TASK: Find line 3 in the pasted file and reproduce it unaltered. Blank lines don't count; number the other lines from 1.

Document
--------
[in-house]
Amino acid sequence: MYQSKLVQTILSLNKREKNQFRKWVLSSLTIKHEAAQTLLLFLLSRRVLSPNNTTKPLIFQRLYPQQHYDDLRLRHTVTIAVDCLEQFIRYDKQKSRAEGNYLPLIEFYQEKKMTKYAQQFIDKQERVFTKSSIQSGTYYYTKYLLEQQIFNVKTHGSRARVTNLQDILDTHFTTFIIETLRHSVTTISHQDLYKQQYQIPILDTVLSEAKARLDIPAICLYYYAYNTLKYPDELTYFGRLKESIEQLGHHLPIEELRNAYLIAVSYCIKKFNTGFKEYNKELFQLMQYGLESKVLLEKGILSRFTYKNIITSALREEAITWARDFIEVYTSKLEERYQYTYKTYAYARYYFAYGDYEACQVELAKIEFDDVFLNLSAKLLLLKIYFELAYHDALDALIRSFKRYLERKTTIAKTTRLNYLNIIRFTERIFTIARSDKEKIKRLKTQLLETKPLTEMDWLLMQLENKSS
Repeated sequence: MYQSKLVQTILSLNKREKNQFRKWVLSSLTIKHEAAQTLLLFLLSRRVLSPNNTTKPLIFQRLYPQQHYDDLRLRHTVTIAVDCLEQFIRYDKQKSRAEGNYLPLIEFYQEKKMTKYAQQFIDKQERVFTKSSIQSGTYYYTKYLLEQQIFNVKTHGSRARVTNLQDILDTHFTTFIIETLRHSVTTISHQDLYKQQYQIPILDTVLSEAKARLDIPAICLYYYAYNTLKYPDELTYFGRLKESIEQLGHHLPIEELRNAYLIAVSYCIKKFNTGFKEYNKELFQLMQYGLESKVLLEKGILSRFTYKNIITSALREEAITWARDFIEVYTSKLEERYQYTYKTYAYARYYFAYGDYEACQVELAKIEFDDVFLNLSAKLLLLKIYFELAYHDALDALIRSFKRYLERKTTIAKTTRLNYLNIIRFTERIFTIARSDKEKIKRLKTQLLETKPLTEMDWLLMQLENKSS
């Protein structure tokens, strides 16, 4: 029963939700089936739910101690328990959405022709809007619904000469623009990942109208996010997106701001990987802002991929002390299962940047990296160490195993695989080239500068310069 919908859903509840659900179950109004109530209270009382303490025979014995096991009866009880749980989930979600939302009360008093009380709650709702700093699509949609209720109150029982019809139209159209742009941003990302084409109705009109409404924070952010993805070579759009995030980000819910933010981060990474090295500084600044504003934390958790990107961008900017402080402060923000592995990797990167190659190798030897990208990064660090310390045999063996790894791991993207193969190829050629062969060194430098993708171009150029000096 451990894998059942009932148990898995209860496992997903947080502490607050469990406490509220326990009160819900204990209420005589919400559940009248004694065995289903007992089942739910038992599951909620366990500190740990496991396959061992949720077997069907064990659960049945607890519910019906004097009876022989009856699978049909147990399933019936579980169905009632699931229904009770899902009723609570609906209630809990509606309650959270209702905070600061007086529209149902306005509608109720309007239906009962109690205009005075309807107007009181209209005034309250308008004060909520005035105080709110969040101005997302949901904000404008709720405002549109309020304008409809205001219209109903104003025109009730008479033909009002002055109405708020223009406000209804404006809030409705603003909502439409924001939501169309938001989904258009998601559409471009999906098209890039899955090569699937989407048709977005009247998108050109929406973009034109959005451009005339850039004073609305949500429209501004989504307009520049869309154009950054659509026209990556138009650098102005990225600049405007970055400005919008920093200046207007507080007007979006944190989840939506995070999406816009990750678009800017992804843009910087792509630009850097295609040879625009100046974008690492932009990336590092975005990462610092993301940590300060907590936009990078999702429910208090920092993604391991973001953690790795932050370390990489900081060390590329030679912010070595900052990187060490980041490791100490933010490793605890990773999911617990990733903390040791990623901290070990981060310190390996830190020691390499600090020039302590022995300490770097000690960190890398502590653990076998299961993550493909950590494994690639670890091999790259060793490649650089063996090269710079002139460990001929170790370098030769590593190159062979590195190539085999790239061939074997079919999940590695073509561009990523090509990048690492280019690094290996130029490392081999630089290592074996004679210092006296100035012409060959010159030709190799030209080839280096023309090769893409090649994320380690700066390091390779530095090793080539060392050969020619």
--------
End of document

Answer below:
Repeated sequence: MYQSKLVQTILSLNKREKNQFRKWVLSSLTIKHEAAQTLLLFLLSRRVLSPNNTTKPLIFQRLYPQQHYDDLRLRHTVTIAVDCLEQFIRYDKQKSRAEGNYLPLIEFYQEKKMTKYAQQFIDKQERVFTKSSIQSGTYYYTKYLLEQQIFNVKTHGSRARVTNLQDILDTHFTTFIIETLRHSVTTISHQDLYKQQYQIPILDTVLSEAKARLDIPAICLYYYAYNTLKYPDELTYFGRLKESIEQLGHHLPIEELRNAYLIAVSYCIKKFNTGFKEYNKELFQLMQYGLESKVLLEKGILSRFTYKNIITSALREEAITWARDFIEVYTSKLEERYQYTYKTYAYARYYFAYGDYEACQVELAKIEFDDVFLNLSAKLLLLKIYFELAYHDALDALIRSFKRYLERKTTIAKTTRLNYLNIIRFTERIFTIARSDKEKIKRLKTQLLETKPLTEMDWLLMQLENKSS